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Picturing a World

Merlin Dreams

Hoo boy! How's this for a follow-up to yesterday's post? A transformation of every major element of Hollar's Pedlar into something lively, colorful, and strange. Lion-dog: otter. Skeleton: dragon. Peddler: traveller. Pannier: mystery box. It's Alan Lee's illustration for a story in Merlin Dreams by Peter Dickinson. I have just requested the book through interlibrary loan to find out what's going on. (As an author, I encourage people to buy books. As a library trustee and environmentalist, I urge you to remember what marvellous resources the country's public libraries provide.) As for this picture, I guess I'll wait to see what Dickinson was up to, but wouldn't it be fun to make up a story of one's own to go with it?

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Christmas Bower revisited

I have just reread Polly Redford's wonderful, quirky novel, The Christmas Bower. It is classified by libraries as children's literature, but the protagonist, Noah, is the only child in the book. Can anyone think of another children's book in which most of the characters are adult?

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Bear story

Serendipity + disparate connections = story possibility. Recently, my husband and I took a drive along a rural back road. In the side yard of a pretty 19th C farmhouse, a black bear was asleep. When we stopped, it roused and ambled away. On our return down the same road later, there it was again. When I e-mailed a niece about it, she replied, "The Napping Bear—it could be a pub or home goods store or anything." I thought of Barbara Firth's illustration for Martin Waddell's Can't You Sleep, Little Bear? and bingo! a children's bookstore. Now to figure out what happens there.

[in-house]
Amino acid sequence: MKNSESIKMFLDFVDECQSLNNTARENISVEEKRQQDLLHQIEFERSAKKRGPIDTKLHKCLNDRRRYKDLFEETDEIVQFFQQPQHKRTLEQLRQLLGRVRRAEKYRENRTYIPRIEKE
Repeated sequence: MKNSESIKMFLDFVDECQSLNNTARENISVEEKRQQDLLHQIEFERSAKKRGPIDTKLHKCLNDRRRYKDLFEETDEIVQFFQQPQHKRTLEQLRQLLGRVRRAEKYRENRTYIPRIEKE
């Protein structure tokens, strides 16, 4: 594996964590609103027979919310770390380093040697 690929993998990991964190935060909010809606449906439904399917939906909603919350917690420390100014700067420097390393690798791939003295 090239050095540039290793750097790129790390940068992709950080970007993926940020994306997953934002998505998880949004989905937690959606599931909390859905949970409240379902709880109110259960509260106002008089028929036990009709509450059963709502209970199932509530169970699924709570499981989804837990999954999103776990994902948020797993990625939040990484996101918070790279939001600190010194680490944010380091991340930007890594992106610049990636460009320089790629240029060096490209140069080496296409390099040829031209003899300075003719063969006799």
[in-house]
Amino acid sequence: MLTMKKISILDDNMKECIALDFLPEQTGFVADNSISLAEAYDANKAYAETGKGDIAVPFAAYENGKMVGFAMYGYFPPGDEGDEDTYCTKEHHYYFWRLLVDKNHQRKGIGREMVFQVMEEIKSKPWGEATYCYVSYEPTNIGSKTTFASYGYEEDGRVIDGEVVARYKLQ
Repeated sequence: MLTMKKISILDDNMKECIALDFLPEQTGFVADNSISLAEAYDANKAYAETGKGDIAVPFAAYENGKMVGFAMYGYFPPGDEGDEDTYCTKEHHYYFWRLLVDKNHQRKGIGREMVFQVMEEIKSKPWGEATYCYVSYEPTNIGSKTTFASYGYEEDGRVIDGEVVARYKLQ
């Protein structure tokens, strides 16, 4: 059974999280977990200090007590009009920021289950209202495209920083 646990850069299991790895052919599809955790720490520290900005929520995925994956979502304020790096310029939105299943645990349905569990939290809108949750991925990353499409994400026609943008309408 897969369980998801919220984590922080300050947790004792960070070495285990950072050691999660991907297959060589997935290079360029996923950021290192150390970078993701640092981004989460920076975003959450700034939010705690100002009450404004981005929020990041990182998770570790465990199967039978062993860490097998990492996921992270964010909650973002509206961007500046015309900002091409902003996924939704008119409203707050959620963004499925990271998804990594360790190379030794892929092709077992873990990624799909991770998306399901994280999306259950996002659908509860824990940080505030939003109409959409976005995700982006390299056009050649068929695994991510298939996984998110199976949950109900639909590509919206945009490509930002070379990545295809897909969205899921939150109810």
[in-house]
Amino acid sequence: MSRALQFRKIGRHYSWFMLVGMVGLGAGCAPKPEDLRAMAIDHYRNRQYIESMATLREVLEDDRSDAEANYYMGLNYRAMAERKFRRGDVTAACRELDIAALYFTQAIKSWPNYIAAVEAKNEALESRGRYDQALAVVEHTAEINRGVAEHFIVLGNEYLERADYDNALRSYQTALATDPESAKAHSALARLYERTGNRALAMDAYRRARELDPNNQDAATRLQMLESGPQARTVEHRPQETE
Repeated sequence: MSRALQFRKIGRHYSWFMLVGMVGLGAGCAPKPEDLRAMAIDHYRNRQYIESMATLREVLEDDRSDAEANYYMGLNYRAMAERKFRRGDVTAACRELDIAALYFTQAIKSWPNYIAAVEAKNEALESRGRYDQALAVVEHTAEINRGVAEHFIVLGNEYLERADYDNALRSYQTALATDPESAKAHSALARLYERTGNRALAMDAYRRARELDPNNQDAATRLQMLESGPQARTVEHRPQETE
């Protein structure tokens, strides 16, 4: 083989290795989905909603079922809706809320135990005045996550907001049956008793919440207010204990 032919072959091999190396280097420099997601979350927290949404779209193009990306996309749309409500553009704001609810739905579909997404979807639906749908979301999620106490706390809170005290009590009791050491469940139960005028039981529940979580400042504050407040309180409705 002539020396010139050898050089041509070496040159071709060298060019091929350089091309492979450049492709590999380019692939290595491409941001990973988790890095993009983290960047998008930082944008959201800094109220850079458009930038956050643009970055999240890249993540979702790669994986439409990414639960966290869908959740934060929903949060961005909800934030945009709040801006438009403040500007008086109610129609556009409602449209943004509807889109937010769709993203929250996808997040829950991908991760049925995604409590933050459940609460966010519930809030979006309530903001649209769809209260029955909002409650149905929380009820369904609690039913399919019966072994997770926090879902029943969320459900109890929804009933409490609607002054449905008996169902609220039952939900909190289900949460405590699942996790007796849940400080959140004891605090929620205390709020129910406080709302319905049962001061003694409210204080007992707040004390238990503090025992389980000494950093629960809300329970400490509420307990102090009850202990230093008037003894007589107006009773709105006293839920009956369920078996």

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Alan Lee's Green Dragon Inn

A few years ago, I borrowed a library copy of The Hobbit illustrated by Alan Lee. On the back of the jacket was an illustration of Bilbo joining the dwarves in front of the Green Dragon pub which was not included inside. Oh, well, I decided to spring for a second-hand copy just for the pictures and ordered on line what I thought was the right edition. When it arrived, lo and behold, its jacket was different. No Green Dragon. Phooey. To my amusement, when I searched for the illustration this summer, it turned up at a website with exactly my story of disappointment about the Green Dragon jacket illustration. That set me thinking about the difference between fan fiction and fan illustration.

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Exercises

Blog post alerts: Two recent posts set me thinking about the exercises and games creative people use to hone their skills or explore their art. The first is The Wiggle Game, which illustrates a parlor game played by painters in Old Lyme, Connecticut: One would draw a set of random squiggles for the others to expand into pictures. The second is Tropes to Taste, which explores an exercise for altering worn-out devices and descriptions in fiction. Personally, I have never carried out such mechanical exercises in any sustained way, but I love reading about them. And I love Stillwater and Koo on the endpapers of Jon J. Muth's Zen Ties!

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Ottilia Adelborg